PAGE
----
This ground remains highly dominant in Irish legal discourse, with the introduction of the risk of offending ground in 1997 still being more peripheral, though increasing in importance in more recent years. In addition, participants felt that there was a broadly similar understanding amongst all players: judges, prosecutors and defence lawyers about what the important factors are when deciding on PTD.
For all of them, the most influential was the person’s prior record of turning up for trial or other court appearances. This factor is more important, in their experience, than the seriousness of the current charge, or the prior criminal record. It was also felt that there was, largely, a good degree of equality between the various parties; the prosecution was not felt to be overly dominant.
A common legal training for those who work as prosecutors and defence lawyers was viewed as one of the reasons for this picture, but also the fact that barristers (advocates in court) may take both prosecution and defence work. A kind of prosecutorial self-restraint was noted by participants, whereby prosecution lawyers were considered to be reasonably open to discussions about agreeing to bail in suitable cases.
While recent increases in the use of PTD in Ireland suggest that its low rates of PTD may be facing some threat, the study presented here suggests that the strong position of bail in both the Irish legal framework and legal culture is an important factor explaining its comparatively low rates of use of PTD.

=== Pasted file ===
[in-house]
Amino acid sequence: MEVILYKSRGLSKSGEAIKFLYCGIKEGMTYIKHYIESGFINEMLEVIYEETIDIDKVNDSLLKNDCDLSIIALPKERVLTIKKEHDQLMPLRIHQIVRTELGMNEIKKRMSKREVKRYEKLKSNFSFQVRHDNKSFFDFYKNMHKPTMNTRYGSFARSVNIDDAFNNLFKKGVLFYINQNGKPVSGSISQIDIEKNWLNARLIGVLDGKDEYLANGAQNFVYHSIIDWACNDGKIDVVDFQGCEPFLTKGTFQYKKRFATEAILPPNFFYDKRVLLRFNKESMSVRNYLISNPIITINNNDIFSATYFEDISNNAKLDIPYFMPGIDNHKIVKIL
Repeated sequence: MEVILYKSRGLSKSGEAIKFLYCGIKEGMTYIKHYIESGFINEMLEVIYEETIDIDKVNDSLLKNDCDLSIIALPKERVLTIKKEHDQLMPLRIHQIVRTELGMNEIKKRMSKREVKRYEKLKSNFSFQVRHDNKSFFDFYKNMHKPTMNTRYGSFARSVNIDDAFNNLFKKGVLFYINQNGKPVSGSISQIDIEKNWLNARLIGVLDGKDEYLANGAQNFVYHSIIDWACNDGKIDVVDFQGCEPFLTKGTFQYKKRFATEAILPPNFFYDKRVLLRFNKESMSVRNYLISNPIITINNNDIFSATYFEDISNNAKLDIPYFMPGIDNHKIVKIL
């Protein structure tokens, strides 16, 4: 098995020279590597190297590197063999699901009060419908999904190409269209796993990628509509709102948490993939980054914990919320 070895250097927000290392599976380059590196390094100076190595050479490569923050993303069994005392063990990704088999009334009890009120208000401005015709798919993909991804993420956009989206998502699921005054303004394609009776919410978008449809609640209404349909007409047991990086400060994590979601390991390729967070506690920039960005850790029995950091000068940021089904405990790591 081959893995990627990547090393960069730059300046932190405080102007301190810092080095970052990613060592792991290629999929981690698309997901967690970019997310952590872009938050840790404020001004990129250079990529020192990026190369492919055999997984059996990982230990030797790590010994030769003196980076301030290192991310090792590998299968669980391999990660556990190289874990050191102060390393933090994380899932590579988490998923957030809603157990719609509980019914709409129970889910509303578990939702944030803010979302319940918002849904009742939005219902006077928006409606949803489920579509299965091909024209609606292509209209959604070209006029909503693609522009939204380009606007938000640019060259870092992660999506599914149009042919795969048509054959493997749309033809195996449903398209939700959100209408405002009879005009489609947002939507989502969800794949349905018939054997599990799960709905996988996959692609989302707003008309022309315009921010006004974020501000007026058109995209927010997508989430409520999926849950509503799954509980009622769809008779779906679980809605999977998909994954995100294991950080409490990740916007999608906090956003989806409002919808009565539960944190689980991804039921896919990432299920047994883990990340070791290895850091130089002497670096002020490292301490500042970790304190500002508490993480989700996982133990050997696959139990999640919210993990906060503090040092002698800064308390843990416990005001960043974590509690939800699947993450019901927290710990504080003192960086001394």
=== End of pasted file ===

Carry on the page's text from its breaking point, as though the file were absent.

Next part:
Perhaps most notably, the ground of risk of offending has not proven to be very dominant or overwhelming in most decisions on PTD. This suggests that the risk of offending ground merits further analysis in other jurisdictions to assess its role in driving high PTD rates. As well as the formal legal framework, however, the experience of Ireland indicates the importance of legal culture in mediating against excessive use of PTD. In Ireland, participants reported a good level of procedural equality between the parties, but, perhaps more importantly, a legal culture in which the prosecution is not more aligned to the judiciary, nor more likely to succeed by virtue of its status as prosecutor.
This study suggests that while legislation and legal standards need to be tackled in efforts to reduce PTD, judicial and legal training as well as the culture of prosecutors and defence lawyers must not be overlooked.
Funding acknowledgment: Justice Programme of the European Commission.
Grant number JUST/2014/JAC/AG/PROC/6606
Dr Mary Rogan is an Associate Professor at the School of Law, Trinity College Dublin, Ireland. She leads a European Research Council-funded project called ‘Prisons: the rule of law, accountability and rights’. This work examines inspection, oversight and accountability in prison systems.
Dr Rogan is the President of the International Penal and Penitentiary Foundation.